Pop culture teaches us to avoid stress. Burnout, muscle and physical tension, sleep problems, panic attacks, and more can all happen to an overstressed individual. However, stress isn’t without benefits. Empirical studies and researchers have all acknowledged that stress has its advantages.
This leads us to believe that stress, when managed correctly, can be a powerful driving force that can positively impact our performance. Understanding it better and learning about it can help us harness the good things that stress can bring us.
What Is Stress?
Stress is a reaction to pressure and perceived threats. It can be caused by work, relationships, health, death, politics, debt, parenting, divorce, and more — the factors that trigger stress are everywhere.
Everyone reacts to stress differently and we all have our own thresholds for it. Your genetic makeup plays a role in modifying your predisposition or response to stress. For example, if your parents have a tendency to become tense before an examination or while stuck in a traffic jam, you’re likely to respond similarly to these stimuli.
Which Type of Stress Helps in Performance?
A specific type of stress known as eustress can be beneficial for performance. Eustress, the opposite of distress, is a positive form of stress which comes from situations that are challenging and motivating rather than overwhelming and threatening.
How Does Stress Affect Performance?
Stress is considered counterproductive for our performance. It can cause hormonal imbalances and reduce your ability to think rationally.
But stress is not always bad.
Stress can also help improve your performance by creating a surge of energy and a favorable balance of hormones in your brain.
How? Well, when you perceive stress as a challenge rather than a threat, it can actually help you perform better. Research supports this fact and demonstrates that how we perceive and respond to stress can help us turn it into an asset. When we focus on the positive impacts of stress, our perceptions of stressful situations change, and we’re more likely to deal with challenges more efficiently and confidently.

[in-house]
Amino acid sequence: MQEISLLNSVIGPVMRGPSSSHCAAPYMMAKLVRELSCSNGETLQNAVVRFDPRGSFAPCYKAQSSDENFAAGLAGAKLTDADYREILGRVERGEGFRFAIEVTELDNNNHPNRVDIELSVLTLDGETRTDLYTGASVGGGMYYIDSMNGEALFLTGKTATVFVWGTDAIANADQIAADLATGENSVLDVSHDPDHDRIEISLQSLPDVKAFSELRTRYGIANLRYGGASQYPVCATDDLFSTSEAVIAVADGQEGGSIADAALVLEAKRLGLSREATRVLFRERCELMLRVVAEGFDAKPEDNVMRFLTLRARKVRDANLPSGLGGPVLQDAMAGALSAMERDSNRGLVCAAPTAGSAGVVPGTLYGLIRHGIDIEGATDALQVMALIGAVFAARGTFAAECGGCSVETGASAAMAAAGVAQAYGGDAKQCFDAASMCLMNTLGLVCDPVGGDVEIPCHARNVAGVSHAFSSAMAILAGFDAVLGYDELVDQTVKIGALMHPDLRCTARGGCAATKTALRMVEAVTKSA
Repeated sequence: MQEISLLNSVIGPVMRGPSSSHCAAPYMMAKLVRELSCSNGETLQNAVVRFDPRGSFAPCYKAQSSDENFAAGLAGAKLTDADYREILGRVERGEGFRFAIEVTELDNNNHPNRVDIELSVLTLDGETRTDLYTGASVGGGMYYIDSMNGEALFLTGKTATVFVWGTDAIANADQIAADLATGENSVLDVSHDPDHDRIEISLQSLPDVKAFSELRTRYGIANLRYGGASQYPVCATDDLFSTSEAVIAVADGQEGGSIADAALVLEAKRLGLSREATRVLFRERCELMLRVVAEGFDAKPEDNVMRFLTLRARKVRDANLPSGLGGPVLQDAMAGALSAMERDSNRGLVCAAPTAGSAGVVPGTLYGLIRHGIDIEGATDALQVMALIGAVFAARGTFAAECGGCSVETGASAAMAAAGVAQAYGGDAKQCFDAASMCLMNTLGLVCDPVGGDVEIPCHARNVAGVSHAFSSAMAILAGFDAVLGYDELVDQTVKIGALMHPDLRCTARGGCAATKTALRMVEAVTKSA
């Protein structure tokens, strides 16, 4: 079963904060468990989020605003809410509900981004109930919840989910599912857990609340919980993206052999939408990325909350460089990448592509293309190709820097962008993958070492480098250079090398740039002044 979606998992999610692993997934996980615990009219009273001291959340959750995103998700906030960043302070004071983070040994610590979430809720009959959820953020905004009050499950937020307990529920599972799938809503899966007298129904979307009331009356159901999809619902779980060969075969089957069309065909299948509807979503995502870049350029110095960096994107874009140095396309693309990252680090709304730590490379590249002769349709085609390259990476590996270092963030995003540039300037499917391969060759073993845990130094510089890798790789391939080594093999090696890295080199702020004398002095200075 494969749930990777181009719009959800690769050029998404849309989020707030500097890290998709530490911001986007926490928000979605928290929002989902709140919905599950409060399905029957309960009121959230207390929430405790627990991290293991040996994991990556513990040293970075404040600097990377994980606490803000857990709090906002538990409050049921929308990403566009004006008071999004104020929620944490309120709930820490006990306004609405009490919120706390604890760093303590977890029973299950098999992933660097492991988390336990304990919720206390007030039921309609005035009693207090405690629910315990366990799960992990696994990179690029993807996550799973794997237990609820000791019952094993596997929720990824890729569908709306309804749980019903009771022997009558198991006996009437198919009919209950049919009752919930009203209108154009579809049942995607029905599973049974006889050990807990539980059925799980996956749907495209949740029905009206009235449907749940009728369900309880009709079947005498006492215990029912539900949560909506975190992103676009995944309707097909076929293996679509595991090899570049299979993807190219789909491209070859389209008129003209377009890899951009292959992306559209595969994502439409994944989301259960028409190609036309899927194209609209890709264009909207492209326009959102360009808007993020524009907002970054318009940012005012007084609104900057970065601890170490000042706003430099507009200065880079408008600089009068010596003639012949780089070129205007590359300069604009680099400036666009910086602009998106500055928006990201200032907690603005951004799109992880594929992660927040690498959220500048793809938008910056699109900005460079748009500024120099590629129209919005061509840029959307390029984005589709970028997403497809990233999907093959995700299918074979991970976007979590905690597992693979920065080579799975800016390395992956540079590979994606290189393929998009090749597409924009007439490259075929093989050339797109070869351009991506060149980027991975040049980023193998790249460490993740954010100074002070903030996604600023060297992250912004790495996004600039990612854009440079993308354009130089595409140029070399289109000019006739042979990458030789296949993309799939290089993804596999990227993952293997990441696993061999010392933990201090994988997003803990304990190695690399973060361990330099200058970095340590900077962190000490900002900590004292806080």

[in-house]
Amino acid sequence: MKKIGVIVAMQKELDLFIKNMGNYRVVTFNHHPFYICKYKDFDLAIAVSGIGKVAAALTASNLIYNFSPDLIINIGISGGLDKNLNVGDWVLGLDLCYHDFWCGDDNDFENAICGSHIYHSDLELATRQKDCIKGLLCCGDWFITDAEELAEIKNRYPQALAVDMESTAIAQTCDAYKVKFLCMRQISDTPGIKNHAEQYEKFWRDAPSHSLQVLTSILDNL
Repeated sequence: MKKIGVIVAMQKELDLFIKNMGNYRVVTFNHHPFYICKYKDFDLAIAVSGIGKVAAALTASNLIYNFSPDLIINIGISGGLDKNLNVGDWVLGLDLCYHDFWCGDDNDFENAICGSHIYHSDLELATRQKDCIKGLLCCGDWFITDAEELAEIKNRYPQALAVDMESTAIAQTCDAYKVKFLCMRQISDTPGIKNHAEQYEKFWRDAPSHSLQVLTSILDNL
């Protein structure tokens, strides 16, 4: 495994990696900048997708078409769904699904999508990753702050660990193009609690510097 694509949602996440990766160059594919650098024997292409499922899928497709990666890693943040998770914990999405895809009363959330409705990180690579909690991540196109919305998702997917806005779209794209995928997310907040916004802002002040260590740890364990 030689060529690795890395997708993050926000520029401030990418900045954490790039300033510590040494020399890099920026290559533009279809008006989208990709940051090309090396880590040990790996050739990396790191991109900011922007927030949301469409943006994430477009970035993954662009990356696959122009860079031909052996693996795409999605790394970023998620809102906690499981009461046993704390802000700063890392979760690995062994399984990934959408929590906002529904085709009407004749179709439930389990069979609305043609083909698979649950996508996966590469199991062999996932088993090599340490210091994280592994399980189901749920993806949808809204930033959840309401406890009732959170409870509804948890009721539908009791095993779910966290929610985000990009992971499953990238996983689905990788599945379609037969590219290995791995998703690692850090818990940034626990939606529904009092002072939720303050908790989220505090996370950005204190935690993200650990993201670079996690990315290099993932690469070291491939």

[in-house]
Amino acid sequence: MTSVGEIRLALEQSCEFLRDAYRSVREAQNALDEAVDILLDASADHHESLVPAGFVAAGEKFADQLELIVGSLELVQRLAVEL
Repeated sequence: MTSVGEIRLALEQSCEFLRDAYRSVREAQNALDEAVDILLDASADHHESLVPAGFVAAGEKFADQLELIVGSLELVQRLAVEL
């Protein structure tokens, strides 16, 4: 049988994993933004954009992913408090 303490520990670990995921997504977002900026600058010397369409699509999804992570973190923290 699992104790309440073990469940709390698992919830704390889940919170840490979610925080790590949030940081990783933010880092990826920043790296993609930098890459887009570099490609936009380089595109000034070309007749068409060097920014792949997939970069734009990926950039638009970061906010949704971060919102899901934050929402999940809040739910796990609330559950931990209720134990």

So, does stress improve performance? Absolutely. It all depends on how we see it and respond to it.
5 Benefits of Stress
We now know that stress can become a positive thing. But how exactly can it help our performance?
1. Increased Focus and Attention
Stress triggers a release of hormones, including adrenaline and cortisol which helps sharpen our focus and increase our attention span.
2. Heightened Motivation To Achieve Goals
The surge of energy that stress provides can give you the drive you need to push through obstacles and overcome challenges. This can lead to a sense of accomplishment and satisfaction.
3. Enhancement of Memory and Learning
The release of cortisol during moderately stressful situations can enhance memory consolidation and retrieval. This is useful in situations where you need to remember important details such as during an exam.
4. Boost in Physical Performance
Stress triggers adrenaline which can increase heart rate and blood pressure as well as improve physical strength and endurance. This can be beneficial during situations such as during athletic events and exercise.
5. Develops Resilience
By learning how to cope with stress, we can develop the skills and confidence to handle future challenges. This can lead to a sense of self-efficacy and improve our overall well-being.
Final Thoughts: Stress Isn’t the Enemy
From the moment we first encountered stress, most of us were probably taught that stress is to be avoided and minimized. However, this discounts its powerful benefits. Let’s not forget that moments of stress also give us heightened focus, awareness, and a sense of urgency.
By learning how to manage stress and see it in a more productive and useful light, we can use it to our advantage and may even excel because of it.